I've been working on the fence out at the property again.  We spent spring break out there and I went out again last weekend by myself.  We're using a method I found in a Bekaert installation guide to set the posts.  I'd never heard of this before, but it seems like it is working very well.  You pack 8 inches of dry concrete at the bottom, then alternate 6 inch layers of concrete and soil the rest of the way up the hole.  After doing this, I realized that I don't think we ever packed posts correctly when I was a kid.  We always filled the hole up, then packed down the dirt.  Then filled it up again and packed the dirt.  And we just kept doing that until we couldn't pack any more in.  Our posts always had a good bit of wobble in them, and it's probably because the bottom of the hole, especially with a really deep hole, never really got packed.  But this Bekart method forces you to pack it in layers all the way up, so it is evenly packed all the way to the bottom of the hole.  These posts we've put in seem to be completely solid as soon as we are done packing them, and we don't have to haul water and a wheel barrow around to mix concrete or anything.  I want to say they are just as solid as they would be if we poured concrete, but I don't really want to lean into one enough right now to determine if the tiny bit of movement I see is the ground around the hole or the dirt in the hole.  At worst, they are "almost" as secure, and I'm confident that will change to "absolutely as secure" once the concrete layers finally cure.

I'm also experimenting with a different H-Brace method.  According to everything I have read, the h-brace cross member has to be two and a half times as long as the fence is tall.  For our 4 foot fence, that's a ten foot cross member.  The documents all suggest a 4 inch pole as a cross member, but I don't see how any wood is going to work long-term at 10 feet supported by its ends.  Sure, if it's pressure treated it may not rot, but it's still going to get soaked when it rains and risk sagging.  So I'm using 1 inch galvanized pipe as my cross members.  They're not as strong if you sit on the cross member as a pole would be, but they are only meant to absorb force long-ways, not up-down (compression, not bending) so it should be fine.

I also tried to cheap out on brace pins.  These are supposed to go through the upright post and into the ends of the cross member to support it.  Even though I'm using pipes, I still needed these to hold the pipe up, and I found that zinc-plated hex bolts were cheaper than actual brace pins of the same length.  Unfortunately, I also found out that the new(ish) compounds they use in pressure treating eat through the coatings very quickly, even on heavy galvanization.  So my bolts may not last long.  The hot-dipped galvanized is what is recommended, but even that will corrode.  So, instead of pricing out hot-dipped galvanized bolts vs the "class III" galvanized brace pins, I just decided to use a 1 3/8" forstner bit to drill a pocket about an inch deep into each post.  I then left the plastic thread protector on the end and set the pipe in the hole.  I don't know what "class" the galvanization on pipe is, but hopefully the plastic cap will help protect it from reacting regardless.  So far, the assemblies look very nice, even with the crappy home depot posts.  I'll put a picture up as soon as my phone starts working again (I took it on my camera phone, and can't currently get it off).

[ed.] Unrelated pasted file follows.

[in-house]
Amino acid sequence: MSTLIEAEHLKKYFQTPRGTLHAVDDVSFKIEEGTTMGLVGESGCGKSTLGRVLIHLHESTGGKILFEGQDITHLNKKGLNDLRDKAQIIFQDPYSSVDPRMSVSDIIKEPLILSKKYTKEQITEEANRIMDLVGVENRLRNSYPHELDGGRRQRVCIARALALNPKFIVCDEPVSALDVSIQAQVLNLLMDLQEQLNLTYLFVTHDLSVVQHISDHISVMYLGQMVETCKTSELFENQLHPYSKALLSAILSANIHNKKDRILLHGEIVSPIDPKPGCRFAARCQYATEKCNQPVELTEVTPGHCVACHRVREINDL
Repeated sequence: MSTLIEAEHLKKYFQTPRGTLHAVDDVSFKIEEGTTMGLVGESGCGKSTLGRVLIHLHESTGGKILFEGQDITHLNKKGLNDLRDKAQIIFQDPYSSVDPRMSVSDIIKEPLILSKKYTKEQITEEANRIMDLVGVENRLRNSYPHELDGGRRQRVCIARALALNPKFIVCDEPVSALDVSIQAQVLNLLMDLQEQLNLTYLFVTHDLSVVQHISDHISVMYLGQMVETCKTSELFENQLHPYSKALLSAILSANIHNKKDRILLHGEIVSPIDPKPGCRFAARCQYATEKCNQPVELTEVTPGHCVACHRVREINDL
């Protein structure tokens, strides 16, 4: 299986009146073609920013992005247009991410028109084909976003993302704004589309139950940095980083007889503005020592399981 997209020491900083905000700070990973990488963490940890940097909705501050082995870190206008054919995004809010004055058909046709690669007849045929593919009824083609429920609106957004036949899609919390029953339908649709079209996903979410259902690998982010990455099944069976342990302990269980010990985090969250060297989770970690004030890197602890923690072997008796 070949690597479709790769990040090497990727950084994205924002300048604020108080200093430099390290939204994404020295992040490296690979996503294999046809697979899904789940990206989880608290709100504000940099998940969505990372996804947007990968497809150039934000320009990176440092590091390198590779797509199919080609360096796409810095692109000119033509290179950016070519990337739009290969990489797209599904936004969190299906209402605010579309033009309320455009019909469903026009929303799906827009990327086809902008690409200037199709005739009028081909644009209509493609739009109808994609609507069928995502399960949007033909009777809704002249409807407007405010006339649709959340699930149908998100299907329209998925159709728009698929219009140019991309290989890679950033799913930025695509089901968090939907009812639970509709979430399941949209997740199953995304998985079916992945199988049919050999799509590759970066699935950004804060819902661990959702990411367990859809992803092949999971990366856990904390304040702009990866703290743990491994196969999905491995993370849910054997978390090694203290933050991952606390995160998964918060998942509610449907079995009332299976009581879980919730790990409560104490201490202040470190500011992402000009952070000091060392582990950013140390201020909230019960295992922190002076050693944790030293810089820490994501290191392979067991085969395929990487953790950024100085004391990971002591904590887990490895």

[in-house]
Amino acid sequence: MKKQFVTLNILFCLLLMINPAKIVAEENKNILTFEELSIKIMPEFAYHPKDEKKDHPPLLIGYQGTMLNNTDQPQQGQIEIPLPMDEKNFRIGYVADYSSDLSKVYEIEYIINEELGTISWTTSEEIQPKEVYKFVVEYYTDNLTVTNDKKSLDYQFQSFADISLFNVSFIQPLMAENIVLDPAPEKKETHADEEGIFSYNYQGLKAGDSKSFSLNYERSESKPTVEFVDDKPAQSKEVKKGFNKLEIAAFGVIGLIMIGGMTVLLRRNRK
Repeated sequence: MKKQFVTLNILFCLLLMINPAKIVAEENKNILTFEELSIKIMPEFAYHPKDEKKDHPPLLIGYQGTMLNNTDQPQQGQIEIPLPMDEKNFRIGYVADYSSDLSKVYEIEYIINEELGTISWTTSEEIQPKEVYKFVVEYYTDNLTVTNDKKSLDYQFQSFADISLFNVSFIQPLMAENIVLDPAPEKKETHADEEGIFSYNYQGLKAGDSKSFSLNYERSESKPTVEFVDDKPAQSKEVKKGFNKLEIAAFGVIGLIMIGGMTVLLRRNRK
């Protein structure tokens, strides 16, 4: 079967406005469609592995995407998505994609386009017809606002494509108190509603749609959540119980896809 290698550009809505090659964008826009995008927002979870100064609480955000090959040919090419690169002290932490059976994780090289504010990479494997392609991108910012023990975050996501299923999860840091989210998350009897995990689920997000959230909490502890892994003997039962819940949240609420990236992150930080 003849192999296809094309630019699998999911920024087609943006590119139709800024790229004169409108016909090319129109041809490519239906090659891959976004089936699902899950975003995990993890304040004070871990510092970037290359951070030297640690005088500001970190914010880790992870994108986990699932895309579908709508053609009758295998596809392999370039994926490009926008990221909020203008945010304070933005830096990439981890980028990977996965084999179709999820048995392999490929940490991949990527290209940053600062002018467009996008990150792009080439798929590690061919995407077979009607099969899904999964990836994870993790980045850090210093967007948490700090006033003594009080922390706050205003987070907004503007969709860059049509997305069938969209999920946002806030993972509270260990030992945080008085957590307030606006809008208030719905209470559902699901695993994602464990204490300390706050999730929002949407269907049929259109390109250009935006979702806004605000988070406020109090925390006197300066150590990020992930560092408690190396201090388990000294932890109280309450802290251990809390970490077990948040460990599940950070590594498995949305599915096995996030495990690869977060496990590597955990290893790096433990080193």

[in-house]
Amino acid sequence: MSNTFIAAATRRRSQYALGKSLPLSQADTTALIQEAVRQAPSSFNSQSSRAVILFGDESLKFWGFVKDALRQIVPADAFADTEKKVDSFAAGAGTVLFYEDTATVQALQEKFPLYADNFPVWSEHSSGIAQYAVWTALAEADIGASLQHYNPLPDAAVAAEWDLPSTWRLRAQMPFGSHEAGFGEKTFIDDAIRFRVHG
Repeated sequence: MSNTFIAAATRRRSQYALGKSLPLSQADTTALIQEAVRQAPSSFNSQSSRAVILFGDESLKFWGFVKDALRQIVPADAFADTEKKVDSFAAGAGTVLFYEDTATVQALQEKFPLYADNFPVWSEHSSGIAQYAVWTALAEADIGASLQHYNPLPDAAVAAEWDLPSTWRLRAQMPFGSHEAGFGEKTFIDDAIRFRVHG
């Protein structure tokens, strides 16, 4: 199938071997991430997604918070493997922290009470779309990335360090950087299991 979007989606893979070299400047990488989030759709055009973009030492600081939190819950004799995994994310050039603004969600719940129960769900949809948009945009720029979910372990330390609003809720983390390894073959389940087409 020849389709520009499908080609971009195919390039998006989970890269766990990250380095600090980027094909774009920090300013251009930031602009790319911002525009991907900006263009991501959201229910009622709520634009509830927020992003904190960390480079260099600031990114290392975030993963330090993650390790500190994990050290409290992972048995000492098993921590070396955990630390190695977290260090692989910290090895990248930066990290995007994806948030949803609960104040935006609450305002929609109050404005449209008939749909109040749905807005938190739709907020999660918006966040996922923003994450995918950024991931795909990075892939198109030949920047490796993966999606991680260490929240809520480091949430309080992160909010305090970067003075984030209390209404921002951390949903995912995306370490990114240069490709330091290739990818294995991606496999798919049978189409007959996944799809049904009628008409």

Friday, February 15, 2013

The continuing saga...

Well, the transmission leak is back.  I don't think it's as bad as it was before, so maybe it actually did have a gasket leak from the warped pan.  But I think it's coming from an aftermarket temperature sensor someone installed.  I plan on installing a DashDaq at some point, and need to be able to watch transmission temperature, but according to the internet, my truck has one factory installed, so I don't need this one.  If I can seal it, I'll probably leave it, just because it's cheaper than buying a pipe plug to fill the hole.

The next thing I've worked on is the steering gear.  The alignment shop told me it was leaking and needed replacing.  When I started taking it apart, I banged into one of the fluid lines, and it was loose.  I didn't know whether I knocked it loose or it was already loose, so I finished taking the gear off in the hopes that I could test it.  If you have to do this, I found these instructions.  One thing I screwed up, when it says "remove the steering shaft pinch bolt", it really means "remove".  I figured, "it's just a pinch bolt, so I just need to loosen it, right?"  Wrong.  The input shaft has a groove that the pinch bolt goes through.  So in addition to pinching the clamp closed, the steering shaft can't be removed from the input shaft until the bolt is fully removed.  I slipped while trying to pry the steering shaft off before removing the bolt, and that's when I banged into the power steering fluid line.

Anyway, I couldn't find any way to bench test the steering gear, and I didn't see anywhere it was obviously leaking after I cleaned it; none of the seals seemed to be leaking.  The internet said the loose line was supposed to be loose and is the pressure-side line, but I figured I'd hope that was it anyway.  So I put it back on and hooked the lines up.  The steering gear looks like cast iron and is the standard rough, rusted, surface.  So it's not like I can polish it up and see a clean trail of fluid when it leaks.  Instead, any leaks just soak into the surface and the entire thing looks wet.  And without a torch, I couldn't get it completely dry in the first place, so I wouldn't be able to find a small leak.  So I covered the whole thing in flour.  I figured any leaks would soak in and stain the flour.  The loose line was definitely leaking.  The other line got a little red, but didn't appear to be getting worse, so I chalked it up to just left-over fluid that was spilled while I hooked the lines back up.  After more research, I've found that there's supposed to be a washer on the pressure-side line.  Then says there's supposed to be an o-ring on both lines.  The pressure-side line has a seat for a washer or o-ring and I had an assortment pack from the plumbing department in lowe's.  It fits, I'm just hoping the Mercon fluid doesn't eat it.